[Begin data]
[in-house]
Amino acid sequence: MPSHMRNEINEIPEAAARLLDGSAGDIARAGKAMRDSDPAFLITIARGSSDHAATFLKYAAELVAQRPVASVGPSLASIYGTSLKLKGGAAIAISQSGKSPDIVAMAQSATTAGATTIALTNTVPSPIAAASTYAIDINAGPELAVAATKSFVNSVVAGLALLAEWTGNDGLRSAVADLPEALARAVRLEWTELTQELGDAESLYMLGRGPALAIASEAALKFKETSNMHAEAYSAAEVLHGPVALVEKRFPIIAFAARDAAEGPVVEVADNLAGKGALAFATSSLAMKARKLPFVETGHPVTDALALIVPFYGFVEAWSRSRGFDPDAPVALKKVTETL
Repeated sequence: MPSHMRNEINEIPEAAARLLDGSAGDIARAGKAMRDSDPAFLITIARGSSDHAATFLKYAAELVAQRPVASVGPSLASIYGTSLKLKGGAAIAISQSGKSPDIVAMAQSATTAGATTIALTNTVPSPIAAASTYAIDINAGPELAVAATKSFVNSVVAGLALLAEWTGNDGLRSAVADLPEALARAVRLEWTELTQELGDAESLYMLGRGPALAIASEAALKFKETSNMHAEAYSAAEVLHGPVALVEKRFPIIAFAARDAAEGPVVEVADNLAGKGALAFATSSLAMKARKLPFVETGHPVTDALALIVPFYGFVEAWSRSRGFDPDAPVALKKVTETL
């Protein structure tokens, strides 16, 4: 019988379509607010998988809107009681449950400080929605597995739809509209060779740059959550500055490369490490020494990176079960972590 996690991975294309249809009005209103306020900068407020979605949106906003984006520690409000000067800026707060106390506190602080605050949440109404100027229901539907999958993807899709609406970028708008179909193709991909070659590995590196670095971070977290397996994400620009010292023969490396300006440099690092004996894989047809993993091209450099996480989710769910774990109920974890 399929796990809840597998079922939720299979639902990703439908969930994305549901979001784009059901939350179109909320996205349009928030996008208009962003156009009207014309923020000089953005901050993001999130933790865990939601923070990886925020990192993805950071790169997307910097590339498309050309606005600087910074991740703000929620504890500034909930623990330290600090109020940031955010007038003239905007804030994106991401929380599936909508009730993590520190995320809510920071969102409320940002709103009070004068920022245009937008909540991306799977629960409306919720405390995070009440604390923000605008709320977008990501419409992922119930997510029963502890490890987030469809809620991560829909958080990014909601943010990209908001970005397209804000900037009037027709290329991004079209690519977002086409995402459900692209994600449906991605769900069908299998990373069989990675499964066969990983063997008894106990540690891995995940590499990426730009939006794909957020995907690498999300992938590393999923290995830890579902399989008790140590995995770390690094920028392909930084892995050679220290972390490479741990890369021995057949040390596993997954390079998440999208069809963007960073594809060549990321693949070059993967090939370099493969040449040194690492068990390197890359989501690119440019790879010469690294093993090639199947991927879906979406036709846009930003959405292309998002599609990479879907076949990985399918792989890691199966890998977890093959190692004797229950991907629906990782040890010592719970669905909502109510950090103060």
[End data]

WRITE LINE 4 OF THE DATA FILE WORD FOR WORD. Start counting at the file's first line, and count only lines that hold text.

């Protein structure tokens, strides 16, 4: 019988379509607010998988809107009681449950400080929605597995739809509209060779740059959550500055490369490490020494990176079960972590 996690991975294309249809009005209103306020900068407020979605949106906003984006520690409000000067800026707060106390506190602080605050949440109404100027229901539907999958993807899709609406970028708008179909193709991909070659590995590196670095971070977290397996994400620009010292023969490396300006440099690092004996894989047809993993091209450099996480989710769910774990109920974890 399929796990809840597998079922939720299979639902990703439908969930994305549901979001784009059901939350179109909320996205349009928030996008208009962003156009009207014309923020000089953005901050993001999130933790865990939601923070990886925020990192993805950071790169997307910097590339498309050309606005600087910074991740703000929620504890500034909930623990330290600090109020940031955010007038003239905007804030994106991401929380599936909508009730993590520190995320809510920071969102409320940002709103009070004068920022245009937008909540991306799977629960409306919720405390995070009440604390923000605008709320977008990501419409992922119930997510029963502890490890987030469809809620991560829909958080990014909601943010990209908001970005397209804000900037009037027709290329991004079209690519977002086409995402459900692209994600449906991605769900069908299998990373069989990675499964066969990983063997008894106990540690891995995940590499990426730009939006794909957020995907690498999300992938590393999923290995830890579902399989008790140590995995770390690094920028392909930084892995050679220290972390490479741990890369021995057949040390596993997954390079998440999208069809963007960073594809060549990321693949070059993967090939370099493969040449040194690492068990390197890359989501690119440019790879010469690294093993090639199947991927879906979406036709846009930003959405292309998002599609990479879907076949990985399918792989890691199966890998977890093959190692004797229950991907629906990782040890010592719970669905909502109510950090103060």